Ken Loach has been making movies for a long time—his debut feature, Poor Cow (starring a young Terence Stamp), came out in 1967. He’s been remarkably prolific over the past five decades, and not terribly consistent; for every vital, impassioned film like Kes (1969), Land And Freedom (1995), and Palme D’Or winner The Wind That Shakes The Barley (2006), there’ve been three or four bland, forgettable trifles. Jimmy’s Hall, which premiered at Cannes last year, has been rumored to be Loach’s swan song, and he’s certainly earned the right to take it easy, having just celebrated his 79th birthday. Still, it’d be a shame if he went out on this particular note, because Jimmy’s Hall is one of his clunkers: Footloose set in 1930s Ireland, basically, with jazz in lieu of Kenny Loggins.
That may sound like an upgrade, but Loach is far too earnest a filmmaker to make something this hokey sing. He’s working with the bare bones of a true story here (as scripted by regular collaborator Paul Laverty), about James Gralton (Barry Ward), who wound up being deported from Ireland without trial for daring to position himself as a rival to the Catholic church. Set in 1932, the film begins with Jimmy’s return to his hometown following years spent in New York City, to which he’d fled following previous scuffles with authority. The community center he’d opened up back then has lain dormant ever since, and no sooner does he set foot in the neighborhood than the local kids clamor for him to reopen it. That project doesn’t sit very well with Father Sheridan (Jim Norton, playing the John Lithgow role), who warns his flock about “the Los Angelization of our culture” and takes steps to ensure that Jimmy’s influence won’t fan the flames of activism. Meanwhile, the hall briefly serves as a place where young people can meet with friends, take classes in art and literature not sanctioned by the Pope, and, of course, dance to the devil’s music.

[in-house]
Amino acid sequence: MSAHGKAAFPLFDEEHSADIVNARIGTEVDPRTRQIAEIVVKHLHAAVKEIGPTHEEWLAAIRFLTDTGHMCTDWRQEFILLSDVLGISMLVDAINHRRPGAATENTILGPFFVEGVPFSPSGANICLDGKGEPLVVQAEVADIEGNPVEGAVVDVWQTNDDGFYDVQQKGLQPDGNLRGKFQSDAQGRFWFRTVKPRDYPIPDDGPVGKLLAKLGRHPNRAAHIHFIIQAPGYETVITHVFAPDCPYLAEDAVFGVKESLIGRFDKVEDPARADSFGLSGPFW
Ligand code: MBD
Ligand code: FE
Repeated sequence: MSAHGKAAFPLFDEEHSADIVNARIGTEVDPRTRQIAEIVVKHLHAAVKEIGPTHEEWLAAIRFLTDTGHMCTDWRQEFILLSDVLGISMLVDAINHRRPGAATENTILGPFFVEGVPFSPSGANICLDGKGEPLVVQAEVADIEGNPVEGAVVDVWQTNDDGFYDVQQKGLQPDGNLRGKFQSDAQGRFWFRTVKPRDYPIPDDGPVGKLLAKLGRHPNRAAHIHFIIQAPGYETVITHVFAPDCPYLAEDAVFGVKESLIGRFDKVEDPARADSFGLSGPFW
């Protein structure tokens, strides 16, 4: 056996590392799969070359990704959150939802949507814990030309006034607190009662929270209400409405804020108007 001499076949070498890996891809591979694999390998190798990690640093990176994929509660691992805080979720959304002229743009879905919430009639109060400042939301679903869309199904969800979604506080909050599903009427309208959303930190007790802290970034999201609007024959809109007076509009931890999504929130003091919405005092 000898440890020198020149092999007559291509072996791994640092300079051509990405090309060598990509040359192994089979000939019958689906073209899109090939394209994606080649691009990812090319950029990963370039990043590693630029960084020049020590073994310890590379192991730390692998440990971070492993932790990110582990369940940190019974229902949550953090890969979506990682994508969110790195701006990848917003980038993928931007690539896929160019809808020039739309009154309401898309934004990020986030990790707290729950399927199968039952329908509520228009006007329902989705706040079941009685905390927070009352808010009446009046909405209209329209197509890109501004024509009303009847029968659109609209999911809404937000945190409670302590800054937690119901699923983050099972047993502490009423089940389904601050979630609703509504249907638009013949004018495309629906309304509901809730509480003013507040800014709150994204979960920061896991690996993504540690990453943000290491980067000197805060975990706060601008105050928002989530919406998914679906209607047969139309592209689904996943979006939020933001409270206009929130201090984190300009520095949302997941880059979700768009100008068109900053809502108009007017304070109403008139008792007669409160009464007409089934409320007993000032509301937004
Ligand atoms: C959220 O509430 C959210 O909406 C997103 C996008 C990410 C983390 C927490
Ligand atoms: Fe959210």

Jimmy’s Hall means well, and it does dramatize a fairly shameful episode in Irish history, serving as a reminder that peacetime was no guarantee of civility. But it’s been conceived along such cartoonish lines that getting genuinely aggrieved about what happens to Jimmy isn’t easy (especially since he seems like he’d be much happier in New York, where the real Gralton died in 1945). Strangely, given Loach’s previous fiery films on the subject, Jimmy’s Hall downplays the extent to which Jimmy used said hall as a soapbox to promulgate his Communist views, treating him more as the genial head of a community center than as an agitator. Likewise, Father Sheridan’s ire isn’t so much politically motivated (as was apparently the case in real life) as just hopelessly repressed. “What is this obsession with pleasure?!” he actually demands at one point, to which there’s really no possible response other than rolling one’s eyes. According to various interviews, Loach has declared that this will be his last “big” film, by which he mostly means period piece; he’s open to continuing to work on a smaller, more intimate scale. Since he seems to have scraped the bottom of the historical barrel this time around, that could only be an improvement.